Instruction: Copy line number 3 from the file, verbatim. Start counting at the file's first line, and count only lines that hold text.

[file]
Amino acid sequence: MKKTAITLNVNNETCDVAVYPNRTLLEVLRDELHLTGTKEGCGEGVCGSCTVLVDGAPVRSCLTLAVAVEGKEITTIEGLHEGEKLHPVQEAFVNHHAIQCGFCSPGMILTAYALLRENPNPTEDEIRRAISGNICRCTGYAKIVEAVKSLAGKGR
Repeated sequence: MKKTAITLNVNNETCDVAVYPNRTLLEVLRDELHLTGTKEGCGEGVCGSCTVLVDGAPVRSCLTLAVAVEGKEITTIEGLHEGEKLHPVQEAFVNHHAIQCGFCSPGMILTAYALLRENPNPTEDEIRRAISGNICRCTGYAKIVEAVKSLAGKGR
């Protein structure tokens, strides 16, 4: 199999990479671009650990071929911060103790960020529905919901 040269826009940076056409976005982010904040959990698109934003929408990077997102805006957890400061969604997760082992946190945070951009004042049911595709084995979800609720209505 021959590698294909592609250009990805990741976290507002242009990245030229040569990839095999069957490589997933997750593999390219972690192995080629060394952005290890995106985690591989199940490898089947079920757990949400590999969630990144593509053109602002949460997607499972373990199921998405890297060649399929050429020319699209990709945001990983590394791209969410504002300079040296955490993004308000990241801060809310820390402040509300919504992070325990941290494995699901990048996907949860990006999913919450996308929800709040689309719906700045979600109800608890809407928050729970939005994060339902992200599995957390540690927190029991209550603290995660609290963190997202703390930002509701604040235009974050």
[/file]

């Protein structure tokens, strides 16, 4: 199999990479671009650990071929911060103790960020529905919901 040269826009940076056409976005982010904040959990698109934003929408990077997102805006957890400061969604997760082992946190945070951009004042049911595709084995979800609720209505 021959590698294909592609250009990805990741976290507002242009990245030229040569990839095999069957490589997933997750593999390219972690192995080629060394952005290890995106985690591989199940490898089947079920757990949400590999969630990144593509053109602002949460997607499972373990199921998405890297060649399929050429020319699209990709945001990983590394791209969410504002300079040296955490993004308000990241801060809310820390402040509300919504992070325990941290494995699901990048996907949860990006999913919450996308929800709040689309719906700045979600109800608890809407928050729970939005994060339902992200599995957390540690927190029991209550603290995660609290963190997202703390930002509701604040235009974050």